Killer of Chicago honor student finally apologizes to victim's parents

Their son died a hero trying to shield teenagers on a CTA bus from gunfire. But Blair Holt's parents are still seeking justice a decade later.

They were back in a courtroom on Wednesday.

“It’s very painful, it's very tearful, it’s very emotional, it's psychologically exhausting,” said dad Ronald Holt.

Eight years after Blair Holt's killer, Michael Pace, was sentenced to 100 years in prison. Pace, along with the victim's parents, were back in court so he could be sentenced again. Holt, a 16-year-year-old honor student, took a bullet in the chest on a CTA bus trying to shield other teens from Pace's gunfire. Pace, who was also 16, was angry over a girlfriend's breakup. His original sentence was thrown out due to inappropriate remarks by the sentencing judge, so Holts parents had to show up again and describe the anguish of losing their only child.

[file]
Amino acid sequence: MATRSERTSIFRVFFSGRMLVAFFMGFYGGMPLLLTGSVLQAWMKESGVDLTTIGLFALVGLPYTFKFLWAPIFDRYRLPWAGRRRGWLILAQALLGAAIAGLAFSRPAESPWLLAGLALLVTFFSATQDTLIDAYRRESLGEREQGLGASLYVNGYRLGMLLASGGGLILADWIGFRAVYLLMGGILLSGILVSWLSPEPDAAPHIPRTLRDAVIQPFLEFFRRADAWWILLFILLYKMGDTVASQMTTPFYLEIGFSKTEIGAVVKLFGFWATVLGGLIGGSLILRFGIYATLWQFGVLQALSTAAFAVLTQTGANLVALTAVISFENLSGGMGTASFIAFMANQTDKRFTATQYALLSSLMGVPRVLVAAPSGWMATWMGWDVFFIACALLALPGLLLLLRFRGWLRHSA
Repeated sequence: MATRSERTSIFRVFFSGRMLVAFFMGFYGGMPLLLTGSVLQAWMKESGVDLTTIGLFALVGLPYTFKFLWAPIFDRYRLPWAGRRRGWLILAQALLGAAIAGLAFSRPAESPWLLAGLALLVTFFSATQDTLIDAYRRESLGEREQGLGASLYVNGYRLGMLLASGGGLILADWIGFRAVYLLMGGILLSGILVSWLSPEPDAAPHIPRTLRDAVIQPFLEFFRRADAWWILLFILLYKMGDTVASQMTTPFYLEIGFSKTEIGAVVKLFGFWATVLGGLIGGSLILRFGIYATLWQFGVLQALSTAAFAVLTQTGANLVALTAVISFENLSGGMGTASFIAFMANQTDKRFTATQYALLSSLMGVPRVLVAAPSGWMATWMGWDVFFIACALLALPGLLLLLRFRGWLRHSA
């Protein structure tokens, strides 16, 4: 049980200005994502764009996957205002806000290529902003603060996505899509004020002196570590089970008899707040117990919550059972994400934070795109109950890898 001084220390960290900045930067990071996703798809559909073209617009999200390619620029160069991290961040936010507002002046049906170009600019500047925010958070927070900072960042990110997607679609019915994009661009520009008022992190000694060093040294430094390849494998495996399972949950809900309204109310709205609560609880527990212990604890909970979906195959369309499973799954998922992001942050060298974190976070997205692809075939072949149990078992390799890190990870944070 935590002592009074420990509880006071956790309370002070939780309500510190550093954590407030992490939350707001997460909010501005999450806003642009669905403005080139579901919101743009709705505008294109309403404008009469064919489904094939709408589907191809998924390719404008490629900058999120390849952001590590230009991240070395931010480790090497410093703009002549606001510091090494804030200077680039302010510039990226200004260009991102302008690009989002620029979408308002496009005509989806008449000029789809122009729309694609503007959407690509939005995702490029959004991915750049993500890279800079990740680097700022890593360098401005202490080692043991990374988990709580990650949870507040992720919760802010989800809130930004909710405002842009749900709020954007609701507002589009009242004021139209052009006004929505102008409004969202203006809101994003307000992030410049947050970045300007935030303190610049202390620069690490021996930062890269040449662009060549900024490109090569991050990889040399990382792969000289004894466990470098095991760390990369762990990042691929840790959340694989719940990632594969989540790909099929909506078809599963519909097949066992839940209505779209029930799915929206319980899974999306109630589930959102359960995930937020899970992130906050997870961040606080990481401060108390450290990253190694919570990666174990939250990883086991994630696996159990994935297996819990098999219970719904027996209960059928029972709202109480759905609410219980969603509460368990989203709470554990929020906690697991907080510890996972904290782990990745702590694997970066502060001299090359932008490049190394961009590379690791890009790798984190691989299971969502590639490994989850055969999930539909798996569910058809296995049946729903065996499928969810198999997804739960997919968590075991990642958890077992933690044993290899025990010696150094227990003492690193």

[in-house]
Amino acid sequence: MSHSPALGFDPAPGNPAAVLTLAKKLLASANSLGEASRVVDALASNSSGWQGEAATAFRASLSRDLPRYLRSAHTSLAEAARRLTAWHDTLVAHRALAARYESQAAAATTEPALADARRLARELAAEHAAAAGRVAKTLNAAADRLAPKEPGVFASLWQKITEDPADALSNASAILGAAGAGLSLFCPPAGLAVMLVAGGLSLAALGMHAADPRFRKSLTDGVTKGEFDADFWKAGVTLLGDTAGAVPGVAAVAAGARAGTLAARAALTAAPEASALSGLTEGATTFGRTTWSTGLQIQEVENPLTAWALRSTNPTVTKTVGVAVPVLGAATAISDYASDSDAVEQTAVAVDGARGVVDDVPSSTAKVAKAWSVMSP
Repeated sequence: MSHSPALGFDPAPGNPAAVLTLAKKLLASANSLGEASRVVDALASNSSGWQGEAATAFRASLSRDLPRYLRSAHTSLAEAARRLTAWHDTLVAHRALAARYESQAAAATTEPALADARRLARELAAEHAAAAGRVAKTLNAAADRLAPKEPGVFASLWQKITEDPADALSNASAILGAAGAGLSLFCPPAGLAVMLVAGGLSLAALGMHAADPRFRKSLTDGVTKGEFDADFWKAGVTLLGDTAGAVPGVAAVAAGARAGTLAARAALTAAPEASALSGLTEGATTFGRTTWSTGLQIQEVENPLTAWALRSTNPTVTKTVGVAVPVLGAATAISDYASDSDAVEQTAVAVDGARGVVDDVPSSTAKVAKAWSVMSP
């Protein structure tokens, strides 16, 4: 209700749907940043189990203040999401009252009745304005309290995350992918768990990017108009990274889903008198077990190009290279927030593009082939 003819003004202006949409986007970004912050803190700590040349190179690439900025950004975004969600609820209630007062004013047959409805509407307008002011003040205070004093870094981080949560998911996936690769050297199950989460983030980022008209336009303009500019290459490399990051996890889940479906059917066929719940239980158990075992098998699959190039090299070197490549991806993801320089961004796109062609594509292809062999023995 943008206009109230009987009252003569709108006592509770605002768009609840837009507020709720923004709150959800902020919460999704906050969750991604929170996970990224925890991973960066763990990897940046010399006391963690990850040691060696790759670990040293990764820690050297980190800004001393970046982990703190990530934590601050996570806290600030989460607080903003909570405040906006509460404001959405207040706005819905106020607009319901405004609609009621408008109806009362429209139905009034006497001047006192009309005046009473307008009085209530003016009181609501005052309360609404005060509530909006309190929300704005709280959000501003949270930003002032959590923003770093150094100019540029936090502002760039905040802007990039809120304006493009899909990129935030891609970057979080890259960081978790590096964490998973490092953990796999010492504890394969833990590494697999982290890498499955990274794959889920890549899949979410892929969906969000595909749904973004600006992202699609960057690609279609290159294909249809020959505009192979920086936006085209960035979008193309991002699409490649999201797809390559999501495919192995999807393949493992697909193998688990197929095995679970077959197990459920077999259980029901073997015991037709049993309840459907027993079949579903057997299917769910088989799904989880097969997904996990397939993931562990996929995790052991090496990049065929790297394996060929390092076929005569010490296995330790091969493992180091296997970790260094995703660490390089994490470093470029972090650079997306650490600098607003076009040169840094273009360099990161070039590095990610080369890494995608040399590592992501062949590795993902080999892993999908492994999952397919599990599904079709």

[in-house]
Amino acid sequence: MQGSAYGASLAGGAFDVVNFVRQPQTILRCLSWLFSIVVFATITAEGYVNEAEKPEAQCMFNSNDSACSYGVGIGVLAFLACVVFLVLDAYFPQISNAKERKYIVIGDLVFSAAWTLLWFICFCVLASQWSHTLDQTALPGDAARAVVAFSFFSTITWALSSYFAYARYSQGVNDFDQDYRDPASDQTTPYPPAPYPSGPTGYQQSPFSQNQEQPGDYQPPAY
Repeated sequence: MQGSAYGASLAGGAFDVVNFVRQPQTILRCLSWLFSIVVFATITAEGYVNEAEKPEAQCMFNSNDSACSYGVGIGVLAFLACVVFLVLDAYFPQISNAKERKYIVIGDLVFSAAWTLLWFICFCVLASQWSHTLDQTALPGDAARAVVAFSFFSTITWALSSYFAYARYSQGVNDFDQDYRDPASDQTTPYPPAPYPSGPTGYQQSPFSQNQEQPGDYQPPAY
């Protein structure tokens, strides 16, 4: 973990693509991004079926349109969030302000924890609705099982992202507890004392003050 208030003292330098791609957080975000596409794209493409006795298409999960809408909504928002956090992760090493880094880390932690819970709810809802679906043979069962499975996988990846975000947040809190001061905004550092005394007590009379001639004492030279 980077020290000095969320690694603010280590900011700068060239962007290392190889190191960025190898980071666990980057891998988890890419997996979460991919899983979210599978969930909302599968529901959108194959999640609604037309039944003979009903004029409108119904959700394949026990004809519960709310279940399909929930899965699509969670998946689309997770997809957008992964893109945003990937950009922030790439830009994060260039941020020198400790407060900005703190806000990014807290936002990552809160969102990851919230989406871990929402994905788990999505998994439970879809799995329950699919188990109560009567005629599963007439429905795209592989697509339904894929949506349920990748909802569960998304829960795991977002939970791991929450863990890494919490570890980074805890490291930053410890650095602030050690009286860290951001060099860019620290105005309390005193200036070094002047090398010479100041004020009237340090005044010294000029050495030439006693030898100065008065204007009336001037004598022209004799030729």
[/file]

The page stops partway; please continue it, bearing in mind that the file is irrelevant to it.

“I see his friends now, they're 27 years old, they're living their lives, they're married, they have children, they graduated from college, they're working, you know, that's something I’ll never have,” mom Annette Nance-Holt said.

Defense lawyers offered evidence of the defendant's troubled childhood, describing how Pace could not learn to read, was sexually abused and used by older gang members in what was called dogfighting by children.

After prosecutors and the defense rested, it was finally Michael Pace's turn and for the first time in ten years, he offered an apology.

Pace, wiping away tears, told the victim's parents, "I offer an everlasting apology." And that he would give up his own life, if it would bring Blair back. The Holts were not impressed.

“I expected some form of theatrics, emotional theatrics, from Mr. Pace, I wasn't surprised,” Holt said.

“Now you feel like you need to tell us you're sorry. Well I’m sorry doesn't bring Blair out of a grave. It doesn't make me feel any better at all,” mom said.

Defense attorneys asked for a sentence near the minimum of 32 years, the maximum would be 100.

Judge Matthew Coghlan, who did not handle the original sentencing, says he'll announce Pace's new sentence on January 9.